Marvelous Multiplication Trick #1: Using Math Squaring Tricks to Multiply Other Numbers.
If you haven’t already, check out our previous two blogs:
Quick Math: Find the Squares of Numbers That End With 5
Quick Math: Squaring Numbers 51 to 59
We can use these techniques to do some Quick Math multiplying two-digit numbers that aren't squares. The tricks in this post offer more of an entertainment value than everyday practical value. Helping children feel empowered to do math is a great thing. These tricks do that! Once after teaching these techniques to some children, they replied, “Wow! That’s what algebra does.”
Like the previous two tricks, the minimum a child has to understand is basic multiplication facts. The Why it Works section is great to help students who have some understanding of algebra see how math mysteries can be resolved.
We’ll start with the example of 64 x 66. After learning the trick you’ll immediately see that the product is 4224. First, let’s explore lists of problems we can use for the trick.
We can apply the trick to all these problems:
14 x 16, 24 x 26, 34 x 36, 44 x 46, 54 x 56, 64 x 66, 74 x 76, 84 x 86, 94 x 96
Do you see the pattern?
It also applies to these problems:
50 x 52, 51 x 53, 52 x 54, 53 x 55, 54 x 56, 55 x 57, 56 x 58, 57 x 59, 58 x 60, 59 x 61
And these problems:
19 x 21, 29 x 31, 39 x 41, 49 x 51, 59 x 61, 69 x 71, 79 x 81, 89 x 91
The lists of problems do not need to be memorized because there is a simple method to generate the problems:
Start with a number that the child has learned to easily square. We’ll call a number to be squared an Easy Square.
The problems were generated by adding and subtracting one from the numbers that were squared. For example, start with the Easy Square of 65.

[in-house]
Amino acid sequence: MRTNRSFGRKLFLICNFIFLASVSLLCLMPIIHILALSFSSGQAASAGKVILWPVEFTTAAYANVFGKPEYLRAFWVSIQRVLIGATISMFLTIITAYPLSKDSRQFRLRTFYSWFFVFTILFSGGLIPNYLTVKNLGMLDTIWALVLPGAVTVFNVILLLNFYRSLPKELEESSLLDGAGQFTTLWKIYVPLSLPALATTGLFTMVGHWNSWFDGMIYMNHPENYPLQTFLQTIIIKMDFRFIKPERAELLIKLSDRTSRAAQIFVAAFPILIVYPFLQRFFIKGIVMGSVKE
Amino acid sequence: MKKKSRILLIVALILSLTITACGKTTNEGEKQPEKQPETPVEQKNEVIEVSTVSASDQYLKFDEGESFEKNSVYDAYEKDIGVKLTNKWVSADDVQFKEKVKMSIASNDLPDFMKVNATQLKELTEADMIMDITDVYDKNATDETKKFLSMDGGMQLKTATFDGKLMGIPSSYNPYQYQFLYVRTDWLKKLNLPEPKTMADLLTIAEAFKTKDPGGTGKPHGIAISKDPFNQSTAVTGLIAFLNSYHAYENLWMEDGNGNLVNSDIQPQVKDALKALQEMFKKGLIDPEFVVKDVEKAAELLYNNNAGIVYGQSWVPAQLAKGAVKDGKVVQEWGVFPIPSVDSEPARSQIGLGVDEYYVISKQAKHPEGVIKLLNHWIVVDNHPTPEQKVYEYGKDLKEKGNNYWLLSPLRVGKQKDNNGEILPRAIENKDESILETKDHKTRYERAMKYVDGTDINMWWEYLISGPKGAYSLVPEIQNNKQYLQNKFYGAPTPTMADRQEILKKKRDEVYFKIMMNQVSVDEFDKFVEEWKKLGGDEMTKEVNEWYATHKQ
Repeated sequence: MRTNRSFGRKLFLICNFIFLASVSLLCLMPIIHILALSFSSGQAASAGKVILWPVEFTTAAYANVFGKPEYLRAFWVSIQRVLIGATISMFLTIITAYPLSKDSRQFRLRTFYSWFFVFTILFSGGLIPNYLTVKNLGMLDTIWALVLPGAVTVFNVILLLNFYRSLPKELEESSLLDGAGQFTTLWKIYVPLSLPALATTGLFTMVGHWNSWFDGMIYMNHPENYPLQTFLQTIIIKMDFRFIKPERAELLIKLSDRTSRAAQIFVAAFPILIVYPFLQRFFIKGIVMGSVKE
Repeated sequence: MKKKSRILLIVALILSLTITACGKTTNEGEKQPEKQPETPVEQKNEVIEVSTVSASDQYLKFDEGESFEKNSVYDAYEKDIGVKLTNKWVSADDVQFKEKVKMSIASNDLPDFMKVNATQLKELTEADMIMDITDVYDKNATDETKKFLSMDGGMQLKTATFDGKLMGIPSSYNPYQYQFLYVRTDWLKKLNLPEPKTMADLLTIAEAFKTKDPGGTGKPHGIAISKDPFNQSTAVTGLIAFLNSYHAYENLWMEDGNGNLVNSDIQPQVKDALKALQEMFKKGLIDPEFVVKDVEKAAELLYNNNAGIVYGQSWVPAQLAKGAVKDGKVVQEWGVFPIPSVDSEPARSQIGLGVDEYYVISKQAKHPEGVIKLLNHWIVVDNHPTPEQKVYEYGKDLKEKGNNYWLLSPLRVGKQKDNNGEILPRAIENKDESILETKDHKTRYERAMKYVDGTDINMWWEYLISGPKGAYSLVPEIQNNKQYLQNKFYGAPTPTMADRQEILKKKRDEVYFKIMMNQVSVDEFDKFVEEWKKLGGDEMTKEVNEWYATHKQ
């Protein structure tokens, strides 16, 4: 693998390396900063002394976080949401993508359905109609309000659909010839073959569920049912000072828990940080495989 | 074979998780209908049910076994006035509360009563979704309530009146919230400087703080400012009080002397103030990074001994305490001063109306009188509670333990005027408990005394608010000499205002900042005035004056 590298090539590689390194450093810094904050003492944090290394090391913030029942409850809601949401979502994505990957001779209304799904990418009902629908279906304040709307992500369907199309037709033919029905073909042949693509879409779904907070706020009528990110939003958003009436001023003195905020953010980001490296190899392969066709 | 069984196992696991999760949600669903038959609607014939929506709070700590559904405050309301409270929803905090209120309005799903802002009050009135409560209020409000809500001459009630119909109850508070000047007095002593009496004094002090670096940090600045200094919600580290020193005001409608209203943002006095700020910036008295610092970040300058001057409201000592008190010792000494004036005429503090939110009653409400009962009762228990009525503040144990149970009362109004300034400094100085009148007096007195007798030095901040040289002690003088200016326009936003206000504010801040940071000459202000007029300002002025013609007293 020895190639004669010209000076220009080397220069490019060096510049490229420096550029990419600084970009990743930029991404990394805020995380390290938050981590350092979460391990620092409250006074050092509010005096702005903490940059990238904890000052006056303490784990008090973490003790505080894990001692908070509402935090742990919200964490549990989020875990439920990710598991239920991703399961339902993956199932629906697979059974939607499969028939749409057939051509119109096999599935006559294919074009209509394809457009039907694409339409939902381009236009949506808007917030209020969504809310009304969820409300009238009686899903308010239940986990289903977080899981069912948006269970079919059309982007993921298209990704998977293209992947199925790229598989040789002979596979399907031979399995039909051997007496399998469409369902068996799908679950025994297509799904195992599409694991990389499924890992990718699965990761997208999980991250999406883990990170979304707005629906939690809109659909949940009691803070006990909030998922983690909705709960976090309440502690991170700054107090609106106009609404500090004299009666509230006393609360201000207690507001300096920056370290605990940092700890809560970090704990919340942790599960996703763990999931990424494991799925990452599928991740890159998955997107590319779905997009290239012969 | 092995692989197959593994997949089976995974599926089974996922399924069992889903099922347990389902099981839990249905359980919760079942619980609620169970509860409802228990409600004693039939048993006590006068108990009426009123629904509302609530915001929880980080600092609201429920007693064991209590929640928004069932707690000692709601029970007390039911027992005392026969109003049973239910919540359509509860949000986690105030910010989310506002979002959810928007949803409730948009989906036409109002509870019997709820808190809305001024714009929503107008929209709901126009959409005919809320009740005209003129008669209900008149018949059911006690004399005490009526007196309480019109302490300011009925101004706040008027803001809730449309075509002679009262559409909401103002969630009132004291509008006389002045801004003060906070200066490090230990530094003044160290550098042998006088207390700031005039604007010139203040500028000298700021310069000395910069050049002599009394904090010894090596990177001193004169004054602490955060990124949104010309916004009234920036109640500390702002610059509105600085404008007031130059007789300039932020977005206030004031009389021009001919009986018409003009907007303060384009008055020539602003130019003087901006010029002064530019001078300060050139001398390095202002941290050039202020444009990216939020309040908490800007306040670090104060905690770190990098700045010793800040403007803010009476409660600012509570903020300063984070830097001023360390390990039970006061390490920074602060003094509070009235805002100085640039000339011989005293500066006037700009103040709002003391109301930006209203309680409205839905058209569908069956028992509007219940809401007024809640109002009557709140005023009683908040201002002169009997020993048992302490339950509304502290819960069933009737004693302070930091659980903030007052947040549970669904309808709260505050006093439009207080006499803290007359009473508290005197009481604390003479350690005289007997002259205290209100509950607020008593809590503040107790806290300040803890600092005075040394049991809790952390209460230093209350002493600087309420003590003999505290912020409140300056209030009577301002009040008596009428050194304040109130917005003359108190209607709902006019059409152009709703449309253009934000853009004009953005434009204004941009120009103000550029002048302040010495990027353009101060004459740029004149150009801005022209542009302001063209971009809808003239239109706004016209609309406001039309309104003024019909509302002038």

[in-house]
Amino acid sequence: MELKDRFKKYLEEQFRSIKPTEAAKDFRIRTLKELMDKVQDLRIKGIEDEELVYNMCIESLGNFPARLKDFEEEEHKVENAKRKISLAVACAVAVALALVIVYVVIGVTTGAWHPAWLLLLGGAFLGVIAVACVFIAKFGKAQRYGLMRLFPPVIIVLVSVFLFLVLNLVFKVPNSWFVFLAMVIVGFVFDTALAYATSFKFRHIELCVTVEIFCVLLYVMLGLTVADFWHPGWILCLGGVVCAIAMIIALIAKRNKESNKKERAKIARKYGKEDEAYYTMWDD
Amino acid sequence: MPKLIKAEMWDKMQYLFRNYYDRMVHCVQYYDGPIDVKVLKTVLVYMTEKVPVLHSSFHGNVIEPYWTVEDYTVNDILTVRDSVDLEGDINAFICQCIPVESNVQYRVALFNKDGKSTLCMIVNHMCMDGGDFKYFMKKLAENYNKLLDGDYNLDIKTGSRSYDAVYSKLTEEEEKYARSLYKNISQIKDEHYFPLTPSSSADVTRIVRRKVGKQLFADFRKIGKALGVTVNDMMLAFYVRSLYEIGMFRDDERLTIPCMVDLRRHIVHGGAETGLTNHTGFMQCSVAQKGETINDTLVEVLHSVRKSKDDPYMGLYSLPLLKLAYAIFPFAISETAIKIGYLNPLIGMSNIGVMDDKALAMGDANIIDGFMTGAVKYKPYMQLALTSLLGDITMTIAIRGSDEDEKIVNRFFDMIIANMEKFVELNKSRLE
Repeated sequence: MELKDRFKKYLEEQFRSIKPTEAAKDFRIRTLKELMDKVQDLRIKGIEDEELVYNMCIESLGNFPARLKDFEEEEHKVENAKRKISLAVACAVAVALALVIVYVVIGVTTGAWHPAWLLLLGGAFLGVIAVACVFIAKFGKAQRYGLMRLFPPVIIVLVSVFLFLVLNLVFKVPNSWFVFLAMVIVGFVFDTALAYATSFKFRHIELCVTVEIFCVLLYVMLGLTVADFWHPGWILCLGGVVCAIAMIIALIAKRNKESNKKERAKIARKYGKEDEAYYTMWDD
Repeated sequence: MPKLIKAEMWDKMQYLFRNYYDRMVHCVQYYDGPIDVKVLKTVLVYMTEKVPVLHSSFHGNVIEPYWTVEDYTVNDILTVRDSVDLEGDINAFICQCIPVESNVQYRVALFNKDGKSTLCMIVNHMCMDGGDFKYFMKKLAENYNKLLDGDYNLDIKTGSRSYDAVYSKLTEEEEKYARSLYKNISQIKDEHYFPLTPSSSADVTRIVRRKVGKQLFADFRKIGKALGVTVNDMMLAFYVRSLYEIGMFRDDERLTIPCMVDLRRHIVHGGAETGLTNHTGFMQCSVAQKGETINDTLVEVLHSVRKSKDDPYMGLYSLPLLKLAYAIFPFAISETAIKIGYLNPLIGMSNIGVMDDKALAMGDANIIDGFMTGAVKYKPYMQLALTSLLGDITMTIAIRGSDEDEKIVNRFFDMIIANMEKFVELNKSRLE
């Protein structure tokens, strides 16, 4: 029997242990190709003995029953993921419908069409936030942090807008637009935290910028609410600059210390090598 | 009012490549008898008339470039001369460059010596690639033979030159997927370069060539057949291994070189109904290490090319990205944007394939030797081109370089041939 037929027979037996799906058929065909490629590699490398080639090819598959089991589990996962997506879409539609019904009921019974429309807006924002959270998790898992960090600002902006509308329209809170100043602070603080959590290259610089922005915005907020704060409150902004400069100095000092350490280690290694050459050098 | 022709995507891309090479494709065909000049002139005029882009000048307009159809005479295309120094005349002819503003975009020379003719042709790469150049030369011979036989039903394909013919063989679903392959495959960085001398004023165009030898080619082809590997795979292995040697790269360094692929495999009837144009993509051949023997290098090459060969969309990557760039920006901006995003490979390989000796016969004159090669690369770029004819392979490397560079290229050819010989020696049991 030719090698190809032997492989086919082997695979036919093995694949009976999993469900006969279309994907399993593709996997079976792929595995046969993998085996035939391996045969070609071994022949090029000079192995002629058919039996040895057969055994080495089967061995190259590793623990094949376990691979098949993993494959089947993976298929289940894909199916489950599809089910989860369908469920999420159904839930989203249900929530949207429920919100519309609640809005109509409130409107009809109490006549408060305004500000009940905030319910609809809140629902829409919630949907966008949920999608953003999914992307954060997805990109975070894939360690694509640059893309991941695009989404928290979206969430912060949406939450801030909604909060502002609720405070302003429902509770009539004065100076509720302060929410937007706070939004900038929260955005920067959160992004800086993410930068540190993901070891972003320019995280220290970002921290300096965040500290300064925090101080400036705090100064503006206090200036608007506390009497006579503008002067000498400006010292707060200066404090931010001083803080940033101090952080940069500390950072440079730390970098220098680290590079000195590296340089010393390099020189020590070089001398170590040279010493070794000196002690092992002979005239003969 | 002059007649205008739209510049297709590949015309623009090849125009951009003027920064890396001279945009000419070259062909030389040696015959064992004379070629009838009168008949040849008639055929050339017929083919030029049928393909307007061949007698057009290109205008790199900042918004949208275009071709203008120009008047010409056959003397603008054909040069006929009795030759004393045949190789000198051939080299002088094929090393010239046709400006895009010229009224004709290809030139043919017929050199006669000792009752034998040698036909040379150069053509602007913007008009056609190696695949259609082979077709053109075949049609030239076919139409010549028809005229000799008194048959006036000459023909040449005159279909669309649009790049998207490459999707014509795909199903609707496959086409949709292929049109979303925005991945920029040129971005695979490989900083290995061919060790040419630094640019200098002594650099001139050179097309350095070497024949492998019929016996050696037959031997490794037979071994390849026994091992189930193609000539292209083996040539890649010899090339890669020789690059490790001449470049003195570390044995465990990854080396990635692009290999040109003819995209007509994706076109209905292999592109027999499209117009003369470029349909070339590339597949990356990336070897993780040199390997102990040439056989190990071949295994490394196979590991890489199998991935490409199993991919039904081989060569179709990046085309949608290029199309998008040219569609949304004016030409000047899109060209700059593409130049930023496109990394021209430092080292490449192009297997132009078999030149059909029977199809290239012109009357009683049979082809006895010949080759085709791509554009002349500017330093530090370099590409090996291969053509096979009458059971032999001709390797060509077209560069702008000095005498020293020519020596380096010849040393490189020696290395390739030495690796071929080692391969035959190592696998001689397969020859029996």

Generate the problem by subtracting and adding one: (65 – 1)(65 + 1) = 64 x 66.
The solution is simply the product of the Easy Square minus 1. Applying the Quick Math trick from the first blog we can quickly find the solution. 4225 – 1 = 4224.
The middle row of problems was generated from the Easy Squares demonstrated in the second blog.
For example, using the trick we can quickly know that 532 = 2809. From that we generate the problem 52 x 54 = 2809 – 1 = 2808
We can call the squares of two-digit numbers ending with zero Easy Squares, too. That was how we generated the last row of problems with 9’s and 1’s in the units place.
For example: 802 = 6400, so 79 x 81 = 6400 – 1 = 6399.
Practice the trick, and we’ll explore how to greatly expand the list of problems that can be generated in our next blog.
The Teaching Sheet provides a form children can use to practice stepping through the process. Chose an easy square and write the digits in the boxes. Skip to the other side of the page and generate a -1, +1 problem. Use an easy square trick to find the square of the Easy Square. Write the answer in the Th, H, T, O boxes. Subtract 1 to find the product of the generated problem.
Why it Works:
Let’s build an algebra problem. We’ll represent the Easy Square with the letter a. We generated the multipliers by adding and subtracting one to an Easy Square.
(a – 1)(a + 1) = a2 + a – a – 12 = a2 – 1
The algebra problem shows we can substitute any of our Easy Square numbers. Apply the easy square trick and subtract one.
The formula is not limited to two-digit numbers. For example:
2002 = 40,000 So 199 x 201 = 39,999
Nor is it limited to Easy Squares. It’s just more difficult to apply. For example generating a problem from 392:
38 x 40 = 392 -1 = 1521 – 1 = 1520. It’s actually easier to multiply 38 x 40 than to first square 39 and then subtract one, so the trick just isn’t helpful. Nevertheless, there is a trick involving this problem, but that’s for another blog.
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